Silent night, holy night
    All is calm, all is bright
    Round yon Virgin Mother and Child
    Holy Infant so tender and mild
    Sleep in heavenly peace
    Sleep in heavenly peace

    Silent night, holy night!
    Shepherds quake at the sight
    Glories stream from heaven afar
    Heavenly hosts sing Alleluia!
    Christ, the Saviour is born
    Christ, the Saviour is born

    Silent night, holy night
    Son of God, love's pure light
    Radiant beams from
    Thy holy face
    With the dawn of redeeming grace
    Jesus, Lord, at Thy birth
    Jesus, Lord, at Thy birth

    Take a look at those lyrics again. There is nothing more glorious than the birth of our Lord and Savior Jesus Christ. That is what we celebrate this Christmas - that God entered humanity to save humanity. To the Austrian priest who first wrote these lines in 1816, it took a "silent night" to appreciate the awe of this moment.

    In large cities, tall skyscrapers, noise, and the busyness of life seem to get in the way of God - and of appreciating the stillness of our souls. That is why when you are out in the rural countryside, where the sky opens up, the traffic disappears, and the stars ("heavenly hosts") brighten the sky, that is why they call it "God's country." It is no surprise then that this song alludes to "shepherds" who "quake at the sight" (the sight of God entering humanity). Shepherds don't typically roam the cities. They are out in "God's country."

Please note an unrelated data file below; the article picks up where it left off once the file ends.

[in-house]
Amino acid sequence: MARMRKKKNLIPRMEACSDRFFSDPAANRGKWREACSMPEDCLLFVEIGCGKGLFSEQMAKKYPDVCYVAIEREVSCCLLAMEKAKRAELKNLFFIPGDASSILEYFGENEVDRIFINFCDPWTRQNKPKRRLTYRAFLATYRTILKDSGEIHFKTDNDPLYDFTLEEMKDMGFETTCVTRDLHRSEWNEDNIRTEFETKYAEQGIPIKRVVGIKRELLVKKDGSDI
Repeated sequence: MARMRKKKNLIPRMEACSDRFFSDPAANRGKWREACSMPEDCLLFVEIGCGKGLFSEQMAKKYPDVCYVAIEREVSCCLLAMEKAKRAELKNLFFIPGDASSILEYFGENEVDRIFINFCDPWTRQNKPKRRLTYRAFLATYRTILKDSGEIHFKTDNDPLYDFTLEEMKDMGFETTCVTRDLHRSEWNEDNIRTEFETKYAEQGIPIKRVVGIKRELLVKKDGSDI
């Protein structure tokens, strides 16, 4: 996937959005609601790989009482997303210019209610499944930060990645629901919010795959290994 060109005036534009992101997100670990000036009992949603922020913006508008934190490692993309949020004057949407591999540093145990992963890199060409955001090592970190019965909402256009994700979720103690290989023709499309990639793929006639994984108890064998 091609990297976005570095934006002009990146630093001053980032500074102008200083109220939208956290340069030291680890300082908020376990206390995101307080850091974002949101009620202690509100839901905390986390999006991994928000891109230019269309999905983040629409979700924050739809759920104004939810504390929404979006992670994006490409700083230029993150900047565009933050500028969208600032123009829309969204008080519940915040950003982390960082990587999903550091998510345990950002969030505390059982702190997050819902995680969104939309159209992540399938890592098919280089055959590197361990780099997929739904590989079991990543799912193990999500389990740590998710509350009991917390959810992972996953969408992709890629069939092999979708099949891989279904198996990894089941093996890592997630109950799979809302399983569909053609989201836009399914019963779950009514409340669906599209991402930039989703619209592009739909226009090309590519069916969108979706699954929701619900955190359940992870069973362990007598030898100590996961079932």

Christmas seems to be the busiest of seasons in our life, but there are also moments this season that allow us to pause, reflect, and open up our souls to all that God has to offer. It is only in a "silent night" that we can begin to see "Radiant beams from Thy Holy Face" and have the opportunity to "Sleep in Heavenly Peace." (How often have we slept that well lately?)